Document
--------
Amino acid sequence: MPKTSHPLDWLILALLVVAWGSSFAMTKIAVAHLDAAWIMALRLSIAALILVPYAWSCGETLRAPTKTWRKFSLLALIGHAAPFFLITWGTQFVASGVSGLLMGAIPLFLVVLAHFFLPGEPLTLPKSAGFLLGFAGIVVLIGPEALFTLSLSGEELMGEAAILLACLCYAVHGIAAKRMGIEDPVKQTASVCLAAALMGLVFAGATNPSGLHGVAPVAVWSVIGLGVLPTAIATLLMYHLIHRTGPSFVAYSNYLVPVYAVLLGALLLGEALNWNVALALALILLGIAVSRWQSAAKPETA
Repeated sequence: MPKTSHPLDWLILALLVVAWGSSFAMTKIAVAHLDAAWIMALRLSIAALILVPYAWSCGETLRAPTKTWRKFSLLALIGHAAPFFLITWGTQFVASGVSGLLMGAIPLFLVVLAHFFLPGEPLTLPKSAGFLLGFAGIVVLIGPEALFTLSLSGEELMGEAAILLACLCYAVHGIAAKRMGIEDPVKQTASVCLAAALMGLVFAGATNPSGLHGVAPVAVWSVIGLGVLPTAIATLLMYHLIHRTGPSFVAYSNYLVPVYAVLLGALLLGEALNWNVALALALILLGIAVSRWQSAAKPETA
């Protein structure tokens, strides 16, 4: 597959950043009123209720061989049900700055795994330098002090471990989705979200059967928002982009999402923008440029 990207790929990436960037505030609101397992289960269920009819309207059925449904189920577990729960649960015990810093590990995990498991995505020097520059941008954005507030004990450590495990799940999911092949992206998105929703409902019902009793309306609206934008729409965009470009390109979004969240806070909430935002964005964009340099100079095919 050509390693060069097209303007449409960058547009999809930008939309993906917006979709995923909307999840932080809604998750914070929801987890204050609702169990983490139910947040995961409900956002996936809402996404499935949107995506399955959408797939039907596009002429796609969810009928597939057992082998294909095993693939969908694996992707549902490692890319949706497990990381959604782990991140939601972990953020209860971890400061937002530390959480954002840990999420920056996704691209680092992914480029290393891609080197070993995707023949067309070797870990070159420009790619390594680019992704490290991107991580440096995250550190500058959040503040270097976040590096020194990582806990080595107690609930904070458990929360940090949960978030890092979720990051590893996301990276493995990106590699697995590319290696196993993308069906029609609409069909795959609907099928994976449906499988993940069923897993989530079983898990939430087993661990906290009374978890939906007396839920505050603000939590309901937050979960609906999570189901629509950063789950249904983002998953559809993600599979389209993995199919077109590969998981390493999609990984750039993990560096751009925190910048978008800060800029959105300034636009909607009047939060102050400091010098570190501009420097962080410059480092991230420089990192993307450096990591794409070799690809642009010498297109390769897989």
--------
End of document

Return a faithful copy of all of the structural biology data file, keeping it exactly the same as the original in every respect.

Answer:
Amino acid sequence: MPKTSHPLDWLILALLVVAWGSSFAMTKIAVAHLDAAWIMALRLSIAALILVPYAWSCGETLRAPTKTWRKFSLLALIGHAAPFFLITWGTQFVASGVSGLLMGAIPLFLVVLAHFFLPGEPLTLPKSAGFLLGFAGIVVLIGPEALFTLSLSGEELMGEAAILLACLCYAVHGIAAKRMGIEDPVKQTASVCLAAALMGLVFAGATNPSGLHGVAPVAVWSVIGLGVLPTAIATLLMYHLIHRTGPSFVAYSNYLVPVYAVLLGALLLGEALNWNVALALALILLGIAVSRWQSAAKPETA
Repeated sequence: MPKTSHPLDWLILALLVVAWGSSFAMTKIAVAHLDAAWIMALRLSIAALILVPYAWSCGETLRAPTKTWRKFSLLALIGHAAPFFLITWGTQFVASGVSGLLMGAIPLFLVVLAHFFLPGEPLTLPKSAGFLLGFAGIVVLIGPEALFTLSLSGEELMGEAAILLACLCYAVHGIAAKRMGIEDPVKQTASVCLAAALMGLVFAGATNPSGLHGVAPVAVWSVIGLGVLPTAIATLLMYHLIHRTGPSFVAYSNYLVPVYAVLLGALLLGEALNWNVALALALILLGIAVSRWQSAAKPETA
């Protein structure tokens, strides 16, 4: 597959950043009123209720061989049900700055795994330098002090471990989705979200059967928002982009999402923008440029 990207790929990436960037505030609101397992289960269920009819309207059925449904189920577990729960649960015990810093590990995990498991995505020097520059941008954005507030004990450590495990799940999911092949992206998105929703409902019902009793309306609206934008729409965009470009390109979004969240806070909430935002964005964009340099100079095919 050509390693060069097209303007449409960058547009999809930008939309993906917006979709995923909307999840932080809604998750914070929801987890204050609702169990983490139910947040995961409900956002996936809402996404499935949107995506399955959408797939039907596009002429796609969810009928597939057992082998294909095993693939969908694996992707549902490692890319949706497990990381959604782990991140939601972990953020209860971890400061937002530390959480954002840990999420920056996704691209680092992914480029290393891609080197070993995707023949067309070797870990070159420009790619390594680019992704490290991107991580440096995250550190500058959040503040270097976040590096020194990582806990080595107690609930904070458990929360940090949960978030890092979720990051590893996301990276493995990106590699697995590319290696196993993308069906029609609409069909795959609907099928994976449906499988993940069923897993989530079983898990939430087993661990906290009374978890939906007396839920505050603000939590309901937050979960609906999570189901629509950063789950249904983002998953559809993600599979389209993995199919077109590969998981390493999609990984750039993990560096751009925190910048978008800060800029959105300034636009909607009047939060102050400091010098570190501009420097962080410059480092991230420089990192993307450096990591794409070799690809642009010498297109390769897989």